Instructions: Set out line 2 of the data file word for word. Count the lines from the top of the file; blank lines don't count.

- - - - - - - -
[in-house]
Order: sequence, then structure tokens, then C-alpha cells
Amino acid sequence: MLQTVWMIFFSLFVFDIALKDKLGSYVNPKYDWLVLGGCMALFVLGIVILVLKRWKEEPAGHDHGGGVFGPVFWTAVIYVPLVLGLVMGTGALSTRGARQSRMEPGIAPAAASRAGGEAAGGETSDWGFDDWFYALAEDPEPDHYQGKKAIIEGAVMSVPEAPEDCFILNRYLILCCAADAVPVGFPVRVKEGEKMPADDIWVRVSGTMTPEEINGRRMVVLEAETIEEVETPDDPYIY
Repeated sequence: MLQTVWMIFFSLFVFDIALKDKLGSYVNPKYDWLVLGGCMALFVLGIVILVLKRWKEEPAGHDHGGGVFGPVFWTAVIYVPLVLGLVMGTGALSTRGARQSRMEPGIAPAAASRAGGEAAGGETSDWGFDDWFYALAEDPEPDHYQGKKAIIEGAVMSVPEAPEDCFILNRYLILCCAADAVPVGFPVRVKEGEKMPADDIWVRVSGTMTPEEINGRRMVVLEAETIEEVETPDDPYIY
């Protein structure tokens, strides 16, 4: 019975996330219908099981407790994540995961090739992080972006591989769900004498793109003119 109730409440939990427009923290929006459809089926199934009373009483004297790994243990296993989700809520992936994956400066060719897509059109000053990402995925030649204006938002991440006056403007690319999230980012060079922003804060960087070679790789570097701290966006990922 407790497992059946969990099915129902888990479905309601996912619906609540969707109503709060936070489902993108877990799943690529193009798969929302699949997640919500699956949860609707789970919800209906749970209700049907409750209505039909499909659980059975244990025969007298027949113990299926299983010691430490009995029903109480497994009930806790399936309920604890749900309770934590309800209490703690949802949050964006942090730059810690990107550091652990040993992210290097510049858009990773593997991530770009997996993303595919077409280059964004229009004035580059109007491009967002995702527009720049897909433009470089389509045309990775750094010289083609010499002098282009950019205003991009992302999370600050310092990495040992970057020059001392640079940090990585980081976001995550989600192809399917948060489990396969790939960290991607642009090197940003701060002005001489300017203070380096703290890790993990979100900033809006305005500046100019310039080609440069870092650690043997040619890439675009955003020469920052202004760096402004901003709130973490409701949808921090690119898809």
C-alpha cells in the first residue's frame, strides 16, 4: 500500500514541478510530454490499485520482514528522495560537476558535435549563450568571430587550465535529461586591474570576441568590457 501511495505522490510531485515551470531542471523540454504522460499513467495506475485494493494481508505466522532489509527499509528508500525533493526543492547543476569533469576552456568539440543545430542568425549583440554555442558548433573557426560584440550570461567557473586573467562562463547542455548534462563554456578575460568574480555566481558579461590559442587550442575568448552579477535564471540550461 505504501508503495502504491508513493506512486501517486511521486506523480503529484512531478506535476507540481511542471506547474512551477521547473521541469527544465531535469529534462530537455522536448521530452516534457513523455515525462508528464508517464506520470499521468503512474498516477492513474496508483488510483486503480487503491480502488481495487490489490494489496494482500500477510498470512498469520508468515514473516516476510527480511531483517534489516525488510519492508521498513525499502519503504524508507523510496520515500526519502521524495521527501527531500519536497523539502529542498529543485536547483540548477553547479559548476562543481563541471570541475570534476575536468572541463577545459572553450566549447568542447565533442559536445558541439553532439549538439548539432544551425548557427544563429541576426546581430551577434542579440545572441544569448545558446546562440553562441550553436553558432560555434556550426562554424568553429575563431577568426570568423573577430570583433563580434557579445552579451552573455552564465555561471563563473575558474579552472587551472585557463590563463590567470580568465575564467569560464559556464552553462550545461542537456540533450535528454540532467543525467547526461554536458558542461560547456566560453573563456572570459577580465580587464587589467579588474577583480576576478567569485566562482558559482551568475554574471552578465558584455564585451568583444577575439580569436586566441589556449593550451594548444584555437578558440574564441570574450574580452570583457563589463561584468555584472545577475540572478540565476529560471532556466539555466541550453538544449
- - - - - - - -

Order: sequence, then structure tokens, then C-alpha cells